I wrote some time ago that NFL teams should consider reserving certain numbers for awhile after a great player retires instead of simply retiring numbers of great players. The Bears, who will have 14 retired numbers once Mike Ditka's number 89 is officially put on the shelf, have announced that they will no longer be retiring numbers.
"If there is going to be a last one, there is no more appropriate one than 89," Bears owner George McCaskey said in a statement from the team.
Dan Hampton, a former great defensive lineman with the Bears, doesn't have a problem with the move to cease retiring numbers, telling the Chicago Sun-Times, "It’s simple math," Hampton said. "This is a franchise with so many great players. If everybody’s number got retired, it would diminish the honor in a way. I understand. The trap of it all is that if you played for the Bears, you’re one of many. If you played in Tampa, what is there, a handful of guys?"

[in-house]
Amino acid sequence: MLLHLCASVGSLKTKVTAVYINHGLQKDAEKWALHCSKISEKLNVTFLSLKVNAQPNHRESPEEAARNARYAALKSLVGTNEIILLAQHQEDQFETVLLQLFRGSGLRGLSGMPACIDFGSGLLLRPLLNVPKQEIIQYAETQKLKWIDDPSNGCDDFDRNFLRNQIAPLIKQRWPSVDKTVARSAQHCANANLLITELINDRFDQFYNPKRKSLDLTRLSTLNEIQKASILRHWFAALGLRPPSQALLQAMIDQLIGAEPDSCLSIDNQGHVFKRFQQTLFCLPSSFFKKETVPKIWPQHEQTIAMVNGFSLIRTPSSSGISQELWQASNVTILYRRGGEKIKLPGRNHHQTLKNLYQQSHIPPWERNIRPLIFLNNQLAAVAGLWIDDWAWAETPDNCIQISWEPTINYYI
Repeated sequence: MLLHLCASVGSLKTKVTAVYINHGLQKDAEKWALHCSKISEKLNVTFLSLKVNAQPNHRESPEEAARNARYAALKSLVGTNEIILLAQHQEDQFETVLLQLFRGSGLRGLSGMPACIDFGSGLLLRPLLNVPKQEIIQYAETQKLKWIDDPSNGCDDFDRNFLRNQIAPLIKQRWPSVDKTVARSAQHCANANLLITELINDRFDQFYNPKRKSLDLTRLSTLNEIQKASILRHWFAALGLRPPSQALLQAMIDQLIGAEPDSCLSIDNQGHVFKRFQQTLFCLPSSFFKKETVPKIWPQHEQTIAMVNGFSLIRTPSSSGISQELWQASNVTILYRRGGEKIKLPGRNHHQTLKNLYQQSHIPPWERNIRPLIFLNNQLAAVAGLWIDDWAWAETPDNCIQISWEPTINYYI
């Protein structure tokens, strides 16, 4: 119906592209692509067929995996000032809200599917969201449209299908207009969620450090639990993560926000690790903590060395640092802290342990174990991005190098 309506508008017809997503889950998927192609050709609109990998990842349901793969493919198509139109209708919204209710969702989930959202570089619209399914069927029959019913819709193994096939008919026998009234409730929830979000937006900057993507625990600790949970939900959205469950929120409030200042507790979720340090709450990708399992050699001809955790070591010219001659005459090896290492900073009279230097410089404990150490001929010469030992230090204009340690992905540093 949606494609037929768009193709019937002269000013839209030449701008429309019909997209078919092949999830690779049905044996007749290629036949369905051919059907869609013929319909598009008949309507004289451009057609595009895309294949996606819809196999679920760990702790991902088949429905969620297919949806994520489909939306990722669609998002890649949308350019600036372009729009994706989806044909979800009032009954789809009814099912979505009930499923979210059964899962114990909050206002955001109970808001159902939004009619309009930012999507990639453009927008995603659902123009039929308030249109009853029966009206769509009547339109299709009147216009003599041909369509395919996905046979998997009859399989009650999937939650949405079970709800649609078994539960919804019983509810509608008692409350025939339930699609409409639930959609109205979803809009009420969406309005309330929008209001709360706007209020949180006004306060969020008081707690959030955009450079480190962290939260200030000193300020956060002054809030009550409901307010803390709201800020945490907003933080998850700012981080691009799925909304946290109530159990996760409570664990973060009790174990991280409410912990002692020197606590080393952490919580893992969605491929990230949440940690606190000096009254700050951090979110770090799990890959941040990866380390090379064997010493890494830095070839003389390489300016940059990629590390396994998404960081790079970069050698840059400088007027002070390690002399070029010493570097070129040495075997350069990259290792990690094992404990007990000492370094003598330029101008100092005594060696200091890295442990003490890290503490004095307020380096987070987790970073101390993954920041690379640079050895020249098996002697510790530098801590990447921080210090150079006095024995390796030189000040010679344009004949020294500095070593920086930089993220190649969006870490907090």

Hampton is right in his assessment of retiring numbers. With only certain numbers available to certain positions, eventually the Bears would run out of numbers for one group of players, or the team would have to un-retire numbers, something that might seem insulting to the former great whose number is being un-retired. It's a PR disaster the team would just rather avoid.
With the Bears leading the NFL in retired numbers, it's unlikely that we'll see other teams jump on the no-retiring-numbers bandwagon, but eventually, most teams will get to the point that the Bears are at. There's only so many numbers in circulation, and teams need to have numbers available to current players. In the grand scheme of things, it's not a big deal, and teams will just find new and different ways to honor their former great players.